It is straightforward to show that
where we have used that $v n h k = δ u n h k = ( u n h k − u n − 1 h k ) / k$ and notations $δ v n = ( v n − v n − 1 ) / k$ and $δ u n = ( u n − u n − 1 ) / k$. Therefore, we find that, for all $w h ∈ V h$,
Here and in what follows, $C > 0$ denotes a positive constant whose value may change for each expression, which depends on the continuous solution but it is independent of the discretization parameters h and k.
Secondly, we will find the error estimates on the volume fraction speed. Then, we subtract Equation (10) at time $t = t n$ for a test function $r = r h ∈ E h ⊂ E$ and discrete Equation (16) to obtain, for all $r h ∈ E h$,
$J ( e ˙ n − δ e n h k , r h ) Y + a 0 ( ∇ ( φ n − φ n h k ) , ∇ r h ) H + ξ ( φ n − φ n h k , r h ) Y + m ( ∇ ( ψ n − ψ n h k ) , ∇ r h ) H = d ( θ n − θ n h k , r h ) Y − γ ( div ( u n − u n h k ) , r h ) Y .$
Thus, we find, for all $r h ∈ E h$,
$J ( e ˙ n − δ e n h k , e n − e n h k ) Y + a 0 ( ∇ ( φ n − φ n h k ) , ∇ ( e n − e n h k ) ) H + ξ ( φ n − φ n h k , e n − e n h k ) Y + m ( ∇ ( ψ n − ψ n h k ) , ∇ ( e n − e n h k ) ) H − d ( θ n − θ n h k , e n − e n h k ) Y + γ ( div ( u n − u n h k ) , e n − e n h k ) Y = J ( e ˙ n − δ e n h k , e n − r h ) Y + a 0 ( ∇ ( φ n − φ n h k ) , ∇ ( e n − r h ) ) H + ξ ( φ n − φ n h k , e n − r h ) Y + m ( ∇ ( ψ n − ψ n h k ) , ∇ ( e n − r h ) ) H − d ( θ n − θ n h k , e n − r h ) Y + γ ( div ( u n − u n h k ) , e n − r h ) Y .$
Since
where we have used the fact that $e n h k = δ φ n h k = ( φ n h k − φ n − 1 h k ) / k$ and the notations $δ e n = ( e n − e n − 1 ) / k$ and $δ φ n = ( φ n − φ n − 1 ) / k$, it follows that, for all $r h ∈ E h$,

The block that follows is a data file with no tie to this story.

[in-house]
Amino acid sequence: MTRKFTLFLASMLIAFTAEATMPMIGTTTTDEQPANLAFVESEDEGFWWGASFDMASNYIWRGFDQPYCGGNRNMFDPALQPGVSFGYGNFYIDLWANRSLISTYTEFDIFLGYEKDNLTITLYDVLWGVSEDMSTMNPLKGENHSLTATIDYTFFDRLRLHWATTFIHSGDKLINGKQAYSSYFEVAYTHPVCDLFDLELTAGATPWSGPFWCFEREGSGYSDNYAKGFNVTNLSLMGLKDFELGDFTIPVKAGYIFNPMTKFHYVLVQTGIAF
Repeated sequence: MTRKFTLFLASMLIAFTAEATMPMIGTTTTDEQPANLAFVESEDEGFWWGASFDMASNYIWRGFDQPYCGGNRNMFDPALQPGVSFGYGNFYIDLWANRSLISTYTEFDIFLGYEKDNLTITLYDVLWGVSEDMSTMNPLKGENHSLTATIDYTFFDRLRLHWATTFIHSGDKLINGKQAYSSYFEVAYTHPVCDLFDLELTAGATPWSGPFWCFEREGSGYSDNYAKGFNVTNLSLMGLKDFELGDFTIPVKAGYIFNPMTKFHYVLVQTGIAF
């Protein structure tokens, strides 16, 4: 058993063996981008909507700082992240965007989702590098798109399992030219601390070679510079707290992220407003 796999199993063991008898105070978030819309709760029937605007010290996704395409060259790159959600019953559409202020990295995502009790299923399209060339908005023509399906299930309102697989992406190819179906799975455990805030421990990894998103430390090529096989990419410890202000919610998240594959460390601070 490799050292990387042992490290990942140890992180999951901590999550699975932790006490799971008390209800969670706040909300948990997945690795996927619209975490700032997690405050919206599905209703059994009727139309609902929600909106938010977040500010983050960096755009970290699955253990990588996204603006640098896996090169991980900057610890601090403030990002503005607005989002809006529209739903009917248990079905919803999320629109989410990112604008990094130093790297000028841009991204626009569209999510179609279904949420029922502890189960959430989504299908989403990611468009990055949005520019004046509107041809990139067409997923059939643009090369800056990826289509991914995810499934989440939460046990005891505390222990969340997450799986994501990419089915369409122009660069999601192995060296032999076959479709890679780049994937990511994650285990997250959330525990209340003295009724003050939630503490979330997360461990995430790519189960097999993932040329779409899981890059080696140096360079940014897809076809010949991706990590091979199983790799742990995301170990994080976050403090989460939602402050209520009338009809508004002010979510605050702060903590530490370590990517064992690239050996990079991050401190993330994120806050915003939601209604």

Finally, we get the estimates on the temperature field. Then, we subtract Equation (11) at time $t = t n$ for a test function $z = z h ∈ E h ⊂ E$ and discrete Equation (17) to have, for all $z h ∈ E h$,
$a ( θ ˙ n − δ θ n h k , z h ) Y + κ ∗ ( ∇ ( θ n − θ n h k ) , ∇ z h ) H + κ ( ∇ ( ψ n − ψ n h k ) , ∇ z h ) H + m ( ∇ ( φ n − φ n h k ) , ∇ z h ) H + d ( e n − e n h k , z h ) Y + β ( div ( v n − v n h k ) , z h ) Y = 0 ,$
and so, it follows that, for all $z h ∈ E h$,
$a ( θ ˙ n − δ θ n h k , θ n − θ n h k ) Y + κ ∗ ( ∇ ( θ n − θ n h k ) , ∇ ( θ n − θ n h k ) ) H + κ ( ∇ ( ψ n − ψ n h k ) , ∇ ( θ n − θ n h k ) ) H + m ( ∇ ( φ n − φ n h k ) , ∇ ( θ n − θ n h k ) ) H + d ( e n − e n h k , θ n − θ n h k ) Y + β ( div ( v n − v n h k ) , θ n − θ n h k ) Y = a ( θ ˙ n − δ θ n h k , θ n − z h ) Y + κ ∗ ( ∇ ( θ n − θ n h k ) , ∇ ( θ n − z h ) ) H + κ ( ∇ ( ψ n − ψ n h k ) , ∇ ( θ n − z h ) ) H + m ( ∇ ( φ n − φ n h k ) , ∇ ( θ n − z h ) ) H + d ( e n − e n h k , θ n − z h ) Y + β ( div ( v n − v n h k ) , θ n − z h ) Y .$
Keeping in mind that
where we have used the fact that $θ n h k = δ ψ n h k = ( ψ n h k − ψ n − 1 h k ) / k$ and the notations $δ θ n = ( θ n − θ n − 1 ) / k$ and $δ ψ n = ( ψ n − ψ n − 1 ) / k$, we obtain, for all $z h ∈ E h$,
Combining now estimates (20)–(22) we find that
Taking into account that